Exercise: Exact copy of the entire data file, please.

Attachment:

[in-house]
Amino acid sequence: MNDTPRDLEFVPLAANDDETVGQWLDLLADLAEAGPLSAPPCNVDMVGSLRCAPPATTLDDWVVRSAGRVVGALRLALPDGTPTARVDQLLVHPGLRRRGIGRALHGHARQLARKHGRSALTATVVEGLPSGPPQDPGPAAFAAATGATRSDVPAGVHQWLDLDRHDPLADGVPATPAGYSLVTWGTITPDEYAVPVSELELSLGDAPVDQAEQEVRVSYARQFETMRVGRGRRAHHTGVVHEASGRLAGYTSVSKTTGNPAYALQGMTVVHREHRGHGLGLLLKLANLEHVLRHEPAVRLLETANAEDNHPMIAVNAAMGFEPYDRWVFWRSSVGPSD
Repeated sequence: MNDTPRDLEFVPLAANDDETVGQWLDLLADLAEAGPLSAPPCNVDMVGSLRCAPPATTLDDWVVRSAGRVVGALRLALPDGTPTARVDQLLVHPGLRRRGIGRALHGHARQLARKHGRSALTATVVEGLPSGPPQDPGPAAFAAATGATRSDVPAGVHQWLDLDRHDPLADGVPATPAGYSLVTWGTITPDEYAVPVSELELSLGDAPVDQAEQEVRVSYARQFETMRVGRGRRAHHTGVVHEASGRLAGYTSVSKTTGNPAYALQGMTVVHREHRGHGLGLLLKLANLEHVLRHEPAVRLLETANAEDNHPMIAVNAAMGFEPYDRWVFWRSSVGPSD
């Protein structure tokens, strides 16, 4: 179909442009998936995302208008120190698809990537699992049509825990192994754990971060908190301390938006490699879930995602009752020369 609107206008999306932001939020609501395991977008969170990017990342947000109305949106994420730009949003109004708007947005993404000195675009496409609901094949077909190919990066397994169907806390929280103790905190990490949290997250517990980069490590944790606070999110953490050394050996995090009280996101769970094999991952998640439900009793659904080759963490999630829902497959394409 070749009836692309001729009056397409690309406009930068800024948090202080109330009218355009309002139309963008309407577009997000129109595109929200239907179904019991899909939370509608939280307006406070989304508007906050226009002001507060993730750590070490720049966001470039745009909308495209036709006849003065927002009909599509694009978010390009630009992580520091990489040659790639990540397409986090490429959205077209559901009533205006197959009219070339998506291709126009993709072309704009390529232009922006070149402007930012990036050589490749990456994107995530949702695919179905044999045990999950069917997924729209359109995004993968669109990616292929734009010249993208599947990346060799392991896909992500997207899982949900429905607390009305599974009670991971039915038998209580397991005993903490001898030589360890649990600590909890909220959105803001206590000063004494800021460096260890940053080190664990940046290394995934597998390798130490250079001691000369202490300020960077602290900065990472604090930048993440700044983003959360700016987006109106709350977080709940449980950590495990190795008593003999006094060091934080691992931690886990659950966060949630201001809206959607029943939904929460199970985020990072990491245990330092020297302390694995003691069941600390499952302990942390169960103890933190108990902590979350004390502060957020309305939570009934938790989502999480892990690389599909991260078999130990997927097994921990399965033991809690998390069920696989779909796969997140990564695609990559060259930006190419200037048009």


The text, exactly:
[in-house]
Amino acid sequence: MNDTPRDLEFVPLAANDDETVGQWLDLLADLAEAGPLSAPPCNVDMVGSLRCAPPATTLDDWVVRSAGRVVGALRLALPDGTPTARVDQLLVHPGLRRRGIGRALHGHARQLARKHGRSALTATVVEGLPSGPPQDPGPAAFAAATGATRSDVPAGVHQWLDLDRHDPLADGVPATPAGYSLVTWGTITPDEYAVPVSELELSLGDAPVDQAEQEVRVSYARQFETMRVGRGRRAHHTGVVHEASGRLAGYTSVSKTTGNPAYALQGMTVVHREHRGHGLGLLLKLANLEHVLRHEPAVRLLETANAEDNHPMIAVNAAMGFEPYDRWVFWRSSVGPSD
Repeated sequence: MNDTPRDLEFVPLAANDDETVGQWLDLLADLAEAGPLSAPPCNVDMVGSLRCAPPATTLDDWVVRSAGRVVGALRLALPDGTPTARVDQLLVHPGLRRRGIGRALHGHARQLARKHGRSALTATVVEGLPSGPPQDPGPAAFAAATGATRSDVPAGVHQWLDLDRHDPLADGVPATPAGYSLVTWGTITPDEYAVPVSELELSLGDAPVDQAEQEVRVSYARQFETMRVGRGRRAHHTGVVHEASGRLAGYTSVSKTTGNPAYALQGMTVVHREHRGHGLGLLLKLANLEHVLRHEPAVRLLETANAEDNHPMIAVNAAMGFEPYDRWVFWRSSVGPSD
């Protein structure tokens, strides 16, 4: 179909442009998936995302208008120190698809990537699992049509825990192994754990971060908190301390938006490699879930995602009752020369 609107206008999306932001939020609501395991977008969170990017990342947000109305949106994420730009949003109004708007947005993404000195675009496409609901094949077909190919990066397994169907806390929280103790905190990490949290997250517990980069490590944790606070999110953490050394050996995090009280996101769970094999991952998640439900009793659904080759963490999630829902497959394409 070749009836692309001729009056397409690309406009930068800024948090202080109330009218355009309002139309963008309407577009997000129109595109929200239907179904019991899909939370509608939280307006406070989304508007906050226009002001507060993730750590070490720049966001470039745009909308495209036709006849003065927002009909599509694009978010390009630009992580520091990489040659790639990540397409986090490429959205077209559901009533205006197959009219070339998506291709126009993709072309704009390529232009922006070149402007930012990036050589490749990456994107995530949702695919179905044999045990999950069917997924729209359109995004993968669109990616292929734009010249993208599947990346060799392991896909992500997207899982949900429905607390009305599974009670991971039915038998209580397991005993903490001898030589360890649990600590909890909220959105803001206590000063004494800021460096260890940053080190664990940046290394995934597998390798130490250079001691000369202490300020960077602290900065990472604090930048993440700044983003959360700016987006109106709350977080709940449980950590495990190795008593003999006094060091934080691992931690886990659950966060949630201001809206959607029943939904929460199970985020990072990491245990330092020297302390694995003691069941600390499952302990942390169960103890933190108990902590979350004390502060957020309305939570009934938790989502999480892990690389599909991260078999130990997927097994921990399965033991809690998390069920696989779909796969997140990564695609990559060259930006190419200037048009």